THE HAGUE – Foundation ‘De Ozonlaag’ has been granted permission by the Dutch ministry of Education, Culture and Science to establish a secondary school in Schilderswijk, with education based primarily Islamic values.
The school ‘De Ozonlaag’ would teach MAVO and VWO. MAVO is the type of education most of the children in Schilderswijk receive, focused more on practical education, such as administrative work and managerial positions. Pupils who study VWO are able to continue to university-level education. The Ministry has denied the requested ‘HAVO’ department, as most children in Schilderswijk either study MAVO or VWO, and there is a significant chance that the HAVO department will not get enough applications. HAVO is the second tier of education between MAVO and VWO which focuses on combining theory with practice. Those who have finished HAVO in The Hague often go to the ‘Haagse Hogeschool’, located close to Hollands Spoor.
The school hopes to open on the 1st of August in 2017, and to offer education to between 3000 and 5000 pupils. This would be the first case of an Islamic secondary school in The Hague, despite 8 previous applications, of which none were accepted.
The chair of the De Ozonlaag is also the president of the ‘Stichting Islamitisch Onderwijs Amsterdam en Omstreken (SIO)’, the ‘Foundation for Islamic Education in Amsterdam and Surroundings’. They are also trying to found an Islamic secondary school, but in the city centre of Amsterdam. However, the municipality did not grant permission, as those who lobbied for it were also on the board of Islamic College Amsterdam, which closed due to a lack of students.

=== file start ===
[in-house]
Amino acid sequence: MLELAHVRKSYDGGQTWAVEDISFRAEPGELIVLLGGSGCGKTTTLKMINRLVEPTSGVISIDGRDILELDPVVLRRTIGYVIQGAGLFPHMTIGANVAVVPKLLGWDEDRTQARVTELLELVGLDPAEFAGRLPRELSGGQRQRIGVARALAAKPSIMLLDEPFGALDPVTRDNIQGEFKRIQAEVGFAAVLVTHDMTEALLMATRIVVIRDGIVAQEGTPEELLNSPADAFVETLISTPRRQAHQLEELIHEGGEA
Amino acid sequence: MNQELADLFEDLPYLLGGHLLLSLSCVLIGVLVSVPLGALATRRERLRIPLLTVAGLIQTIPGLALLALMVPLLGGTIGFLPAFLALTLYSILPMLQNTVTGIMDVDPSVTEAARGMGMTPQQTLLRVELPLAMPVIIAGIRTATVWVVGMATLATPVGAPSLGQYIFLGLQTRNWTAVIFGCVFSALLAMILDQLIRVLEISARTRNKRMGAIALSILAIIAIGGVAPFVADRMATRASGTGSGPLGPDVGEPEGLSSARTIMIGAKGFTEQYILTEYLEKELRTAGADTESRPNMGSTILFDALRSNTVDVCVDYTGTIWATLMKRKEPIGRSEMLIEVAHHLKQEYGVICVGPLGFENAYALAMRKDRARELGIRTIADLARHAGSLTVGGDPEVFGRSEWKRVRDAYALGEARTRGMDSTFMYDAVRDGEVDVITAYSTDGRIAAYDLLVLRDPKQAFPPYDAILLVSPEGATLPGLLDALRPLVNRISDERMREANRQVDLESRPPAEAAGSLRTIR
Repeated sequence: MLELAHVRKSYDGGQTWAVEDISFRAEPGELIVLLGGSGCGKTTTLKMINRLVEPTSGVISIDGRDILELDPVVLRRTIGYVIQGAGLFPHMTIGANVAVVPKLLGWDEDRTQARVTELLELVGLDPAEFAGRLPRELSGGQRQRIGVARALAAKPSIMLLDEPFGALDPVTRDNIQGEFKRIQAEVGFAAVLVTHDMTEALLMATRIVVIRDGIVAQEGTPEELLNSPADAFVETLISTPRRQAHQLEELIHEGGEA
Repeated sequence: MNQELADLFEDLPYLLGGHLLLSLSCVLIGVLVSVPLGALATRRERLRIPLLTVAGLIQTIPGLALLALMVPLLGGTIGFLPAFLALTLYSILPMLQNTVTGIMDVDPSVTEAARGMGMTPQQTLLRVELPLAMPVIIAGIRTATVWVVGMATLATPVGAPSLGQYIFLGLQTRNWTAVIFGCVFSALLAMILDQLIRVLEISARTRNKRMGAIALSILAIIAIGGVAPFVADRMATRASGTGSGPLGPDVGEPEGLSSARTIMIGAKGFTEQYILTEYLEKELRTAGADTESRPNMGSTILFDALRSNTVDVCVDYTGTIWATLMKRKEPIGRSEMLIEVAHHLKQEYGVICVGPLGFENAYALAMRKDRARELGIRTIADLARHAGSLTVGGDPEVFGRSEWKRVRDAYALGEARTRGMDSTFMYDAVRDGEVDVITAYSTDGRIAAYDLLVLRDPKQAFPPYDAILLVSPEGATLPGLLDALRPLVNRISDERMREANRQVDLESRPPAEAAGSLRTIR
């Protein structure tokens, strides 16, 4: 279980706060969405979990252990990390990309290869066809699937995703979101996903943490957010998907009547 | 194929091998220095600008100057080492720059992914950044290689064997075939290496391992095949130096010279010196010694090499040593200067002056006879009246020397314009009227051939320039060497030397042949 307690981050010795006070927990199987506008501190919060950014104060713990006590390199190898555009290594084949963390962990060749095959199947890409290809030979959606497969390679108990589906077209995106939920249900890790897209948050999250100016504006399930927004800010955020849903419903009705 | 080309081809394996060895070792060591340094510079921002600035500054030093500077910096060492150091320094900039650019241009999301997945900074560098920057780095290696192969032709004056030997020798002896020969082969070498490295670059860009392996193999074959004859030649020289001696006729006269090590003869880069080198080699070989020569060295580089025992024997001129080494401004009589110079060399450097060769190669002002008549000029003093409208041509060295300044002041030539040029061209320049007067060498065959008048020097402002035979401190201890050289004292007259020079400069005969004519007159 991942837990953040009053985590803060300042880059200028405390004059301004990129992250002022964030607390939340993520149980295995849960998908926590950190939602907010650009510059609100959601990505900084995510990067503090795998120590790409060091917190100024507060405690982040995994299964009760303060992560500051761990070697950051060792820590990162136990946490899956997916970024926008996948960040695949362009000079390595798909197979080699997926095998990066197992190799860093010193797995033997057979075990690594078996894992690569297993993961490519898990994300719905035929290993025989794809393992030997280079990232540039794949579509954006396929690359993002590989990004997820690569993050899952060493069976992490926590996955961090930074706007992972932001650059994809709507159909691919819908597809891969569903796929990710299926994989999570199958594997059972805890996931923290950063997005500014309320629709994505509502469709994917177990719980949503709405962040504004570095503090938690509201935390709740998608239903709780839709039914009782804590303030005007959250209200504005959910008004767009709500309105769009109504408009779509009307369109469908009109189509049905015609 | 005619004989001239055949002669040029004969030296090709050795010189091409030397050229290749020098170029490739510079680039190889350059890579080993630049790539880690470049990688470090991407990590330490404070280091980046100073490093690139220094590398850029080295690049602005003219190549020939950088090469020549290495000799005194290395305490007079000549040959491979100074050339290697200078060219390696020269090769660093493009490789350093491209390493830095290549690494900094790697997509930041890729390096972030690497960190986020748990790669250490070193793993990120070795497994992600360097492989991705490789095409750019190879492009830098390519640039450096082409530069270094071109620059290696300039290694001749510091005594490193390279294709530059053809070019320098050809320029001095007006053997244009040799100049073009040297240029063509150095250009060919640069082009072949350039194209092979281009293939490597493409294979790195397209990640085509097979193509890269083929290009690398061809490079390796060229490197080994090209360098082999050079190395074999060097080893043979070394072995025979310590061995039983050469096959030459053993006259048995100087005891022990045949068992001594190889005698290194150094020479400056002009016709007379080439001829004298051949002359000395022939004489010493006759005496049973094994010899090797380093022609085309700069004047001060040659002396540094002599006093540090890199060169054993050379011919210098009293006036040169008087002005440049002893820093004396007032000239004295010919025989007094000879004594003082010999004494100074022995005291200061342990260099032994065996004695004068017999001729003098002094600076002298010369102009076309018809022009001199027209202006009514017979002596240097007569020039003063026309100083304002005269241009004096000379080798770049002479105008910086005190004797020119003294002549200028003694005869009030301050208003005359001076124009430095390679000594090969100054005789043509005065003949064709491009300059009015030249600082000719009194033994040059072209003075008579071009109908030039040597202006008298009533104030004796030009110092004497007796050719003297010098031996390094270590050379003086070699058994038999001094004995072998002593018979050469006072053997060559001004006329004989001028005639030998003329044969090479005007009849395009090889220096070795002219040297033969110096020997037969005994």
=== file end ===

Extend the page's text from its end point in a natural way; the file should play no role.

De Ozonlaag has not yet applied to the municipality of The Hague regarding the location of the comprehensive school. ‘The application already complies with the standards on providing secondary education, and if the organisation does too, the municipality will provide a location’, said an official of the municipality.
The municipality has continued talks with ‘De Ozonlaag’ despite the Amsterdam Government Inspection launching an investigation into the board of the SIO. The Hague is mindful of the result of that investigation, and is going to launch their own research ‘to determine whether De Ozonlaag do indeed meet all standards.’
The Hague currently does have two Islamic primary schools, the Yunus Emre (at the Mandelaplein) and the Al-Qoeba (at ‘s-Gravenzandelaan).